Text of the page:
In my last post, I discussed types of recruiting contact campaign approaches; this week, I’ll discuss turning that initial approach into real recruiting action, along with some tips and tricks for turning contacts into candidates. Like any campaign, it’s important to have a defined timeline against which to execute. Here’s an example of a formula I’ve used, although it’s important to feel free to experiment to see which recruiting contact campaign timeline works best for you, since the optimal timeline can vary from recruiter to recruiter, and even project to project.
Recruiting Contact Campaign: Sample Timeline
Day 1: E-Mail
Day 2: Phone Call
Day 3: Do Not Contact
Day 4: SMS or social media message
Day 5: E-Mail Follow Up
This process can be repeated up to three times before you should consider ceasing contact campaigns – but remember to cease immediately (for the time being at least) if the candidate requests you do so.
4 Basic Messages for Successful Recruiting Contact Campaigns
If your campaign approach succeeds in its goal of establishing contact, it’s imperative to have a well-crafted message that clearly presents your employer value proposition or the benefits the opportunity offers. Here are 4 basic messages you should try to convey after contacting a candidate:
1. What We Need: This is the standard approach connecting with a candidate who looks like they might be a fit for an open position. Make sure you clearly convey why you feel their background, skills or experience align with the opportunity for which you’re recruiting.
2. What We Offer: It’s important to highlight what’s in it for them, particularly when trying to convert potential candidates. Your company culture, opportunities for growth and development, compensation, benefits or brand are all potential selling points. If they aren’t, focus on the opportunities for new experiences, career or personal growth that the position may offer that their current role may not.
3. Who You Know: When engaging a potential candidate around their expertise or professional experience, shared connections count – and networking conversations often uncover referrals, elicit introductions and gauge candidate interest without ever explicitly talking about a job opportunity. This kind of trust building conversation can turn contacts into connections, and, combined with other approaches, has yielded returns as high as 65%.
4. What You Should Do: Make sure you’re clear on any next steps and provide clear action items or set expectations for what candidates need to do or when they will hear from you next. A call to action should be the final outcome of any campaign – whether that’s calling them into an interview, inviting them to an event or sending them additional information on your company and how they can stay connected with you and informed about positions that might be coming down the pipeline.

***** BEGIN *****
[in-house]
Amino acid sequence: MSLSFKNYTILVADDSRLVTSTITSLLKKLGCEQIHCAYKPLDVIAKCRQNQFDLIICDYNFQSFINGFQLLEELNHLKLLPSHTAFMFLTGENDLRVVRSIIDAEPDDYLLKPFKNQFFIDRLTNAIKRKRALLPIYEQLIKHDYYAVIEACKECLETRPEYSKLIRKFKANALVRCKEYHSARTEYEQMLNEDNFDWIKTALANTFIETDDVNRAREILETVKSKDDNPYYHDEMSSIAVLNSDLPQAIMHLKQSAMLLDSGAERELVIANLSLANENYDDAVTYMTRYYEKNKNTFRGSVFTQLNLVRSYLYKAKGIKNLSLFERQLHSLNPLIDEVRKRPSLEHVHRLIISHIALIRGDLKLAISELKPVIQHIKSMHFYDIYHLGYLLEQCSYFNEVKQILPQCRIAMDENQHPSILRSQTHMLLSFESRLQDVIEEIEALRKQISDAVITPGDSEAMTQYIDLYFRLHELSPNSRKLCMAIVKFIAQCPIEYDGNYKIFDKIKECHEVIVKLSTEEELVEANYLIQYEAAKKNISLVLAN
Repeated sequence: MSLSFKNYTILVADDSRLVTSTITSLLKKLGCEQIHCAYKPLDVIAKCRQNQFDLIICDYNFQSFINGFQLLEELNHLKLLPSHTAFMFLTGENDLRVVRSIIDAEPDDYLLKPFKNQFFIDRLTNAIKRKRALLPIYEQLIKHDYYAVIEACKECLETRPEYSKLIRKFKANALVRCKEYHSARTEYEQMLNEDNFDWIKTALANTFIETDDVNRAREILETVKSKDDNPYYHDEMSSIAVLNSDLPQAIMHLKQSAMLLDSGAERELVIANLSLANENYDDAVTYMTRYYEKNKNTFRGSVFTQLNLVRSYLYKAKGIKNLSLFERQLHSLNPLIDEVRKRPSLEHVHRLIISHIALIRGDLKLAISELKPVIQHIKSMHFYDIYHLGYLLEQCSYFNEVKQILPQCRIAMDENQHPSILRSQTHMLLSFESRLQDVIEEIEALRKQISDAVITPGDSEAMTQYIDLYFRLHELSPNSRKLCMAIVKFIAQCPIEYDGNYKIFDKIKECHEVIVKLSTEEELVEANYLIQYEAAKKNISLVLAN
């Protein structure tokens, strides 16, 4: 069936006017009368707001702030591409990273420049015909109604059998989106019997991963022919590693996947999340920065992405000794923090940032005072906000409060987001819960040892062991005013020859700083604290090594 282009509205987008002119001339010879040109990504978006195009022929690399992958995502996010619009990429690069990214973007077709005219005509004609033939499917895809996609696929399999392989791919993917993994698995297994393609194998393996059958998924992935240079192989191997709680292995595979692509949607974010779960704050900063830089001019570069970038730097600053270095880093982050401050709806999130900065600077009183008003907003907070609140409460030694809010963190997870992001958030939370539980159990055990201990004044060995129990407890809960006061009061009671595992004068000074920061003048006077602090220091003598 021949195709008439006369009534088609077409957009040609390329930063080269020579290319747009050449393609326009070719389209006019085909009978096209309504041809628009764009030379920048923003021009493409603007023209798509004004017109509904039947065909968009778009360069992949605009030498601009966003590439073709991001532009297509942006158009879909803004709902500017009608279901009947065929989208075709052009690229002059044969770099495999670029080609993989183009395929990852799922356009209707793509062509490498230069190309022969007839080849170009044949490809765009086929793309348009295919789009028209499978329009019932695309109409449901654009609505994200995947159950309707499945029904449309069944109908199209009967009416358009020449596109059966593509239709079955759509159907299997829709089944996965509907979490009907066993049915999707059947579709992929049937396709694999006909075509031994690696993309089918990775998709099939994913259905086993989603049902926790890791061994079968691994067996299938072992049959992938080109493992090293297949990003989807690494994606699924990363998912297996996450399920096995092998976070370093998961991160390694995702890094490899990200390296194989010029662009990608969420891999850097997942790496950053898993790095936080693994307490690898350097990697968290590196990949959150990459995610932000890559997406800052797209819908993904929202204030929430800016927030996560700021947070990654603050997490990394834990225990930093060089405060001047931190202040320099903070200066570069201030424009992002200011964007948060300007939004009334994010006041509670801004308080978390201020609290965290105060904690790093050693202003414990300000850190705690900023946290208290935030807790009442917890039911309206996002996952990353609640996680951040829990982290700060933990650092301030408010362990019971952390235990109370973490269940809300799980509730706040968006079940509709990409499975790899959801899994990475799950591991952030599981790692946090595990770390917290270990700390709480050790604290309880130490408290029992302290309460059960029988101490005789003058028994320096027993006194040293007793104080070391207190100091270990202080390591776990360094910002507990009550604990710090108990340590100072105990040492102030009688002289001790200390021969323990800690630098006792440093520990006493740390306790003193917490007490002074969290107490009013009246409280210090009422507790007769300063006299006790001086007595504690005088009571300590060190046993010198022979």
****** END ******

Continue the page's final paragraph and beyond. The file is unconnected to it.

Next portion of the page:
Recruiting Contact Campaigns: Goals & Outcomes
By definition, every campaign must have a goal or intended outcome – and as we’ve seen, the end plays a huge factor in determining the means. Here are some of the most common outcomes created by effective contact campaigns:
- Interest from the prospective candidate in the position or career opportunities with your company (or, for third party recruiters, keeping communications open for future conversations).
- Generating referrals, new connections or warm leads from the prospective candidate
- Building engagement on other platforms, like connecting with them on LinkedIn, following them on Twitter or getting them to join your talent network.
Achieving any of these results means your contact campaign has succeeded. At best, you’re able to contact a qualified, interested and available candidate directly. At worst, you’ve at least created a new connection – and gotten connections to their connections. On professional networks, that generally means that they’re connected to at least a few people with the same kinds of experience and qualifications that made you reach out to begin with. A good Java developer has probably worked with or knows good Java developers, for example – and a successful contact campaign can open the door for referral success.
Stay tuned for the next post in the series, where we’ll take a look at 6 tips for recruiting contact campaign success. If you missed it, check out the first post in the series, Contact Campaigns: What Recruiters Need to Know.
About the Author: Dean Da Costa is a highly experienced and decorated recruiter, sourcer and manager with deep skills and experience in HR, project management, training & process improvement. Dean is best known for his work in the highly specialized secured clearance and mobile arenas, where he has been a top performing recruiter and sourcer. Dean’s keen insight and creation of innovative tools and processes for enhancing and changing staffing has established Dean as one of the top authorities in sourcing and recruiting. Connect with Dean at LinkedIn or follow @DeanDaCosta on Twitter.
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